US releases Guantanamo prisoner once tortured at CIA sites
WASHINGTON (AP) — U.S. military officials said Thursday they freed and sent back to Belize a former al Qaeda courier who had completed his sentence. Majid Khan’s transfer ended an incarceration that included torture at secret CIA sites and 16 years at the detention center at Guantanamo Bay.
Khan, a Pakistani citizen who grew up outside Baltimore, was flown to the Central American country under a Biden administration deal with that government. Khan’s lawyers said he should have been released last February under a plea deal.
Khan, who is in his early 40s, said in a statement through his legal team that he deeply regretted his time working with al-Qaeda in his early 20s. This included working as a courier and participating in the planning of several plots that never materialized.
“I promise to all of you, especially the people of Belize, that I will be a productive, law-abiding member of society,” the statement read. “I won’t let you down.”
Before arriving at the military prison at the US base in Cuba in 2006, Khan spent about three years in so-called CIA black centers overseas. The CIA used the clandestine sites in what the United States called its “war on terror” after the 2001 al-Qaeda attacks against America on September 11, 2001.
Khan’s treatment was detailed in a Senate Intelligence Committee report released in 2014, which accused the CIA of abusing al-Qaeda prisoners far beyond its legal bounds and providing false accounts to the public. of useful interrogation in countries.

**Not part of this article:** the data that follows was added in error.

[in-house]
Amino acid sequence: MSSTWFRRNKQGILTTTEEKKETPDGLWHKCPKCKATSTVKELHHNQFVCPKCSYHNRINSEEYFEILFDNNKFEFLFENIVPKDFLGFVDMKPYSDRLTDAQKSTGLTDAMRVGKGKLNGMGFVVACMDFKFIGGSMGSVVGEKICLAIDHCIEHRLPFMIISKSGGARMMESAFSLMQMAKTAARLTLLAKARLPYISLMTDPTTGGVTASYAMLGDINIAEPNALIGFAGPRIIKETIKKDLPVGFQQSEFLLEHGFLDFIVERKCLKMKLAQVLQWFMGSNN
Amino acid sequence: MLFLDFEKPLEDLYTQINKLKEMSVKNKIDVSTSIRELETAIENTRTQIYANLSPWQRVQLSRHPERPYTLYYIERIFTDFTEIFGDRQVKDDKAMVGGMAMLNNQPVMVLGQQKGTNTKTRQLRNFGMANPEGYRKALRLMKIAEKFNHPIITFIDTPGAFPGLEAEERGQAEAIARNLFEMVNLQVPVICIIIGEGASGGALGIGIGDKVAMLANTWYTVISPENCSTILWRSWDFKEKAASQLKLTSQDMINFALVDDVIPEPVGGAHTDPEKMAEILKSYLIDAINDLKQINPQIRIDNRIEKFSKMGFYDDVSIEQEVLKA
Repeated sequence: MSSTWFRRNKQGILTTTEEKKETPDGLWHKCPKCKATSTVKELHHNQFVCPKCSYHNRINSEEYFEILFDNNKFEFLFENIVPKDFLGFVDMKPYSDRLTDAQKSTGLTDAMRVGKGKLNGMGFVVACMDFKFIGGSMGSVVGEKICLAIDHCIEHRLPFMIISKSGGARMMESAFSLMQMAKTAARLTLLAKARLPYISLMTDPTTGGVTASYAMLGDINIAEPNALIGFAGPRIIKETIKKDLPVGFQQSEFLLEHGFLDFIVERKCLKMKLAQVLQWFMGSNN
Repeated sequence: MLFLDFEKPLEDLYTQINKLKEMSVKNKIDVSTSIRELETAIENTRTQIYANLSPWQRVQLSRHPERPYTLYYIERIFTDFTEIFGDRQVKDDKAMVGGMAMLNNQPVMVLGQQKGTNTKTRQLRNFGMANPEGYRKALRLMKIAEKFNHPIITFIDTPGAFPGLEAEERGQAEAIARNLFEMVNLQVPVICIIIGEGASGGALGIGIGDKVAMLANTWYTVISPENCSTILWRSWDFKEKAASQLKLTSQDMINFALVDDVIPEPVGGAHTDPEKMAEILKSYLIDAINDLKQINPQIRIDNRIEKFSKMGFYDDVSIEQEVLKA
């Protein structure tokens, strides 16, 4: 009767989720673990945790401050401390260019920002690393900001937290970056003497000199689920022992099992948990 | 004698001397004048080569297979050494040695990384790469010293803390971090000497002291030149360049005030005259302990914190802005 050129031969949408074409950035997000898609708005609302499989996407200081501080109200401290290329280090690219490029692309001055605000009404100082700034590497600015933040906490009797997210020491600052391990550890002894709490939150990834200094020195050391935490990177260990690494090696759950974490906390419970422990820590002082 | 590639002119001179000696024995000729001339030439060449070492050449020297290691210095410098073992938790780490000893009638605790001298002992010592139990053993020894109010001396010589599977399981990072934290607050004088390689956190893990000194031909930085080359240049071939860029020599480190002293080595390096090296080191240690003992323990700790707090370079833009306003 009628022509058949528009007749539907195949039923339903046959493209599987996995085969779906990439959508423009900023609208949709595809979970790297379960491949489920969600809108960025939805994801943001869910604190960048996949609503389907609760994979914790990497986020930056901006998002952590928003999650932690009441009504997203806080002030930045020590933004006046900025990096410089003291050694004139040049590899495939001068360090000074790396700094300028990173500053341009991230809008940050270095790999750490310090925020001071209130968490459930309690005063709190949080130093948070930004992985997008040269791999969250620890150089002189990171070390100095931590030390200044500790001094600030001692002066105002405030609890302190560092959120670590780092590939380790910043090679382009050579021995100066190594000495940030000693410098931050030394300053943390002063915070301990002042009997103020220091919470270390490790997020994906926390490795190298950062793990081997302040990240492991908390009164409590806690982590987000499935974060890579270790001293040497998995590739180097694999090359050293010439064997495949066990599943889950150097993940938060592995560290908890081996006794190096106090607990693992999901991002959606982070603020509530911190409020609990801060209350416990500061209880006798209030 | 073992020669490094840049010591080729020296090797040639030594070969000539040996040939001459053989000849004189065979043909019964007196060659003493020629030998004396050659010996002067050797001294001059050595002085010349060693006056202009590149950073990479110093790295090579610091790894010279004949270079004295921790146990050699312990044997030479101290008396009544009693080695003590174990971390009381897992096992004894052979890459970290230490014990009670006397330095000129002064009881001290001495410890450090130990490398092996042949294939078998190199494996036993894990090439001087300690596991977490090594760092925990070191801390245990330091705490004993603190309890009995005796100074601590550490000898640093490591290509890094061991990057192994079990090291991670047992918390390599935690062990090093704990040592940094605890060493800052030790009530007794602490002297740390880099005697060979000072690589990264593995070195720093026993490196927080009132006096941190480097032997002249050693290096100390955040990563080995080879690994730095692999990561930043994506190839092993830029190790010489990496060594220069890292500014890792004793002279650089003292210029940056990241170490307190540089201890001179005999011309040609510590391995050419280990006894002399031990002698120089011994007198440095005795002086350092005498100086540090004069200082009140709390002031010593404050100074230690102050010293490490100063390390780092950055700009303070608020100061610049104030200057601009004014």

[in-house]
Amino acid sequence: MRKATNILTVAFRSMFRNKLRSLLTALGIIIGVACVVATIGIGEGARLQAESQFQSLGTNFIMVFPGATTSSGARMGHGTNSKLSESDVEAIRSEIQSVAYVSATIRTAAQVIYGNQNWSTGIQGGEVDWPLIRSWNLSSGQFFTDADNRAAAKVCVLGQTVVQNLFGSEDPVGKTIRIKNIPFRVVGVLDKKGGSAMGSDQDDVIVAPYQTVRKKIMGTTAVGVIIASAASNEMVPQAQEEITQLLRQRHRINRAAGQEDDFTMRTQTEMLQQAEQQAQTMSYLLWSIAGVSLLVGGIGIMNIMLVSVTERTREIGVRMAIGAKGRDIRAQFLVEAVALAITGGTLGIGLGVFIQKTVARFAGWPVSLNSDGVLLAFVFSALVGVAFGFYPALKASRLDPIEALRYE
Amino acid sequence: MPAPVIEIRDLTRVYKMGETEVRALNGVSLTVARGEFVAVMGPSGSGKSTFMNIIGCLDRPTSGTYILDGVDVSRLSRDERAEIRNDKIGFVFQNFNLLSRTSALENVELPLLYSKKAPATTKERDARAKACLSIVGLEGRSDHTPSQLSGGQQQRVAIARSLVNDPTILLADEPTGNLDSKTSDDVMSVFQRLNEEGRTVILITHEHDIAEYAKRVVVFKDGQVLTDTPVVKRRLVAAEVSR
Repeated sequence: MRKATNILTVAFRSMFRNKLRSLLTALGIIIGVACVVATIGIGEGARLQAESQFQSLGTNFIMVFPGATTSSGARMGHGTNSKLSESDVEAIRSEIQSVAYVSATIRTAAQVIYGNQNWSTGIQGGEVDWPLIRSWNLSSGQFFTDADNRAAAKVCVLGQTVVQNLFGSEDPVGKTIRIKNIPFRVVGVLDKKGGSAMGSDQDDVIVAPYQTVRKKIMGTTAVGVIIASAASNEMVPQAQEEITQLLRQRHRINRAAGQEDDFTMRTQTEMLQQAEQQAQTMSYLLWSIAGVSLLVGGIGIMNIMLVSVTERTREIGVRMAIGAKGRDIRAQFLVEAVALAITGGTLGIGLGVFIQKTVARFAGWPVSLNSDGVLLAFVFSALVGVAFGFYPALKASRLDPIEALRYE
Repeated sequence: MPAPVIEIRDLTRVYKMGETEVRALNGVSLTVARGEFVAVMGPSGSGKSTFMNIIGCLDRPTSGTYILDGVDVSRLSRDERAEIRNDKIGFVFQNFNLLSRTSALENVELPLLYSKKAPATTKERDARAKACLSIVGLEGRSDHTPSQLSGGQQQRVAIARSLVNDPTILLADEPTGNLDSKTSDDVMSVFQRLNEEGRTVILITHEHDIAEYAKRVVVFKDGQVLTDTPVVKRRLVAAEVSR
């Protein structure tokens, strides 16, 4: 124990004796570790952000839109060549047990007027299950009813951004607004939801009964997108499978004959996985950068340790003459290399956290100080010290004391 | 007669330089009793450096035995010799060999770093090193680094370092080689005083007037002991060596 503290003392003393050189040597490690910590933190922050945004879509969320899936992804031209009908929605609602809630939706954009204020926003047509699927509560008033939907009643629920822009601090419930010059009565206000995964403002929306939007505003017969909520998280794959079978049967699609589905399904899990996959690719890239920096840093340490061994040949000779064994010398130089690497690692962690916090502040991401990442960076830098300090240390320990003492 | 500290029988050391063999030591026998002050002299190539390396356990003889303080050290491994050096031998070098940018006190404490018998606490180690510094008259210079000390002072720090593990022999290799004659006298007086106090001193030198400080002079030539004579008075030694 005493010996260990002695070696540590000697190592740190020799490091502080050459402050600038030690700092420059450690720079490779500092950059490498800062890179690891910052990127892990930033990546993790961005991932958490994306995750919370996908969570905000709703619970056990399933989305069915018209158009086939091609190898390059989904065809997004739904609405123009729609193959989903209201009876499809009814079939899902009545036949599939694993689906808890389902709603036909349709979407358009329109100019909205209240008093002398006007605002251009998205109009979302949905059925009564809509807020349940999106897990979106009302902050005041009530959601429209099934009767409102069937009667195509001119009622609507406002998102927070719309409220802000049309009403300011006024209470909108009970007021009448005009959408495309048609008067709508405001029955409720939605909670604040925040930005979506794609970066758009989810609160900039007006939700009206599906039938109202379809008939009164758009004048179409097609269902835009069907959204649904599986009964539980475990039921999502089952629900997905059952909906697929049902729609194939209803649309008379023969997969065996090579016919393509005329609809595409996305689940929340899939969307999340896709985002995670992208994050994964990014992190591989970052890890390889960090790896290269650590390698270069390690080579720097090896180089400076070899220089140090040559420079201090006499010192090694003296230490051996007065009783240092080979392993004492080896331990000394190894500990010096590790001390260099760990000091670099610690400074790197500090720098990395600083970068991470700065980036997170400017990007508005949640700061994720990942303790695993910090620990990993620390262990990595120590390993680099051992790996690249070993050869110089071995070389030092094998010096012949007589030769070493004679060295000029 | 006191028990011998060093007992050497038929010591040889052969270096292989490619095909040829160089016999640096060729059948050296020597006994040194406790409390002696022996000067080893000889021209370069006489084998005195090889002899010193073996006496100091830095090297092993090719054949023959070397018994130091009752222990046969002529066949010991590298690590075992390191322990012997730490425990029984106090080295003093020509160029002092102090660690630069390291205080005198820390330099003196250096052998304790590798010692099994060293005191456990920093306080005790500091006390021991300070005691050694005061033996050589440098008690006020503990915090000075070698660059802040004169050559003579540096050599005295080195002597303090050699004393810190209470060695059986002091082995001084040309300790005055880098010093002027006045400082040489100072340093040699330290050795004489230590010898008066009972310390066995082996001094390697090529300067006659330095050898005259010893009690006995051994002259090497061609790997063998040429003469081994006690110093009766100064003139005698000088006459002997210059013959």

His treatment included being suspended from a ceiling beam for long periods of time, doused with ice water to deprive him of sleep for days, and subjected to beatings, water torture, forced enemas, sexual assault and starvation, Khan said. in a military courtroom. considered his conviction in a military-run war crimes trial.
Khan pleaded guilty before a US military commission in 2012. He was sentenced in 2021 to 26 years, although a preliminary agreement called for a Pentagon legal official to reduce that term to no more than 11 years because of his cooperation with the US authorities. Khan’s team said he should have been released last February as part of that deal.
One of his lawyers, Katya Jestin, noted that the United States had continued to hold Khan more than a year after he completed his sentence. “This is a historic victory for human rights and the rule of law, but one that took a long time to achieve,” she said in a statement.
The Department of Defense thanked Belize and others working to transfer Guantanamo detainees deemed not to be a threat to liberty outside the United States. The Pentagon also said the US remains committed to the eventual closure of Guantanamo.
At its peak in 2003, the prison held about 600 people the US considered suspected terrorists. Supporters of using the detention facility for such figures claim it prevented attacks. Guantanamo’s many critics say the system subverted human and constitutional rights and undermined the country’s influence and moral standing around the globe.
Thirty-four detainees remain at Guantanamo Bay, including 20 eligible for transfer if stable third-party sites can be found to take them, the Pentagon said.